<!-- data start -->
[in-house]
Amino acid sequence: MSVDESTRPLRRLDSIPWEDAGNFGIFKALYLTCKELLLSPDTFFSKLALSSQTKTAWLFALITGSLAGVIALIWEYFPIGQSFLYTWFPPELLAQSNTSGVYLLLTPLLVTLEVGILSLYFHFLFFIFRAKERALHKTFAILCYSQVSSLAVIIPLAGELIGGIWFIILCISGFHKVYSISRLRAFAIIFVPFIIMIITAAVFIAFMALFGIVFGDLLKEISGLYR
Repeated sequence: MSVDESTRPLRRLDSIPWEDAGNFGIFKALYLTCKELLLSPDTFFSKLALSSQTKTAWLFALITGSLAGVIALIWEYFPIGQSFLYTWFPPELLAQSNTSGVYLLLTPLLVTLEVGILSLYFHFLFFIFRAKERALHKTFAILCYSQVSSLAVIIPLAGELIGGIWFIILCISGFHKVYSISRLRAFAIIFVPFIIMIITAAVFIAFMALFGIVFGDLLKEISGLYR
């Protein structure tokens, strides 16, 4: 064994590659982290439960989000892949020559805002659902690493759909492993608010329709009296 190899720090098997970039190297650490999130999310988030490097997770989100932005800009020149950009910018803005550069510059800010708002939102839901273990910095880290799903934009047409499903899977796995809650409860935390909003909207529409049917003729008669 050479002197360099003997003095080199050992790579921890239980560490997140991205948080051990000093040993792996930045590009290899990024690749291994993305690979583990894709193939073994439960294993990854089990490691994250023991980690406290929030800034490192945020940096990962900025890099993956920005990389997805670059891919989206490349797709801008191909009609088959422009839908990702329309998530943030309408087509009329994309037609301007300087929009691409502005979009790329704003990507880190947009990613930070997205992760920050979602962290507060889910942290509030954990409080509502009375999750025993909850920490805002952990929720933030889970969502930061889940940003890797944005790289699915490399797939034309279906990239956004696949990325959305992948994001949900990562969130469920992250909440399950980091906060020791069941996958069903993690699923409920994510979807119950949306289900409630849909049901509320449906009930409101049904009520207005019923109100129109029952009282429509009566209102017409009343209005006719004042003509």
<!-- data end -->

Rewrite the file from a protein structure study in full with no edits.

[in-house]
Amino acid sequence: MSVDESTRPLRRLDSIPWEDAGNFGIFKALYLTCKELLLSPDTFFSKLALSSQTKTAWLFALITGSLAGVIALIWEYFPIGQSFLYTWFPPELLAQSNTSGVYLLLTPLLVTLEVGILSLYFHFLFFIFRAKERALHKTFAILCYSQVSSLAVIIPLAGELIGGIWFIILCISGFHKVYSISRLRAFAIIFVPFIIMIITAAVFIAFMALFGIVFGDLLKEISGLYR
Repeated sequence: MSVDESTRPLRRLDSIPWEDAGNFGIFKALYLTCKELLLSPDTFFSKLALSSQTKTAWLFALITGSLAGVIALIWEYFPIGQSFLYTWFPPELLAQSNTSGVYLLLTPLLVTLEVGILSLYFHFLFFIFRAKERALHKTFAILCYSQVSSLAVIIPLAGELIGGIWFIILCISGFHKVYSISRLRAFAIIFVPFIIMIITAAVFIAFMALFGIVFGDLLKEISGLYR
């Protein structure tokens, strides 16, 4: 064994590659982290439960989000892949020559805002659902690493759909492993608010329709009296 190899720090098997970039190297650490999130999310988030490097997770989100932005800009020149950009910018803005550069510059800010708002939102839901273990910095880290799903934009047409499903899977796995809650409860935390909003909207529409049917003729008669 050479002197360099003997003095080199050992790579921890239980560490997140991205948080051990000093040993792996930045590009290899990024690749291994993305690979583990894709193939073994439960294993990854089990490691994250023991980690406290929030800034490192945020940096990962900025890099993956920005990389997805670059891919989206490349797709801008191909009609088959422009839908990702329309998530943030309408087509009329994309037609301007300087929009691409502005979009790329704003990507880190947009990613930070997205992760920050979602962290507060889910942290509030954990409080509502009375999750025993909850920490805002952990929720933030889970969502930061889940940003890797944005790289699915490399797939034309279906990239956004696949990325959305992948994001949900990562969130469920992250909440399950980091906060020791069941996958069903993690699923409920994510979807119950949306289900409630849909049901509320449906009930409101049904009520207005019923109100129109029952009282429509009566209102017409009343209005006719004042003509």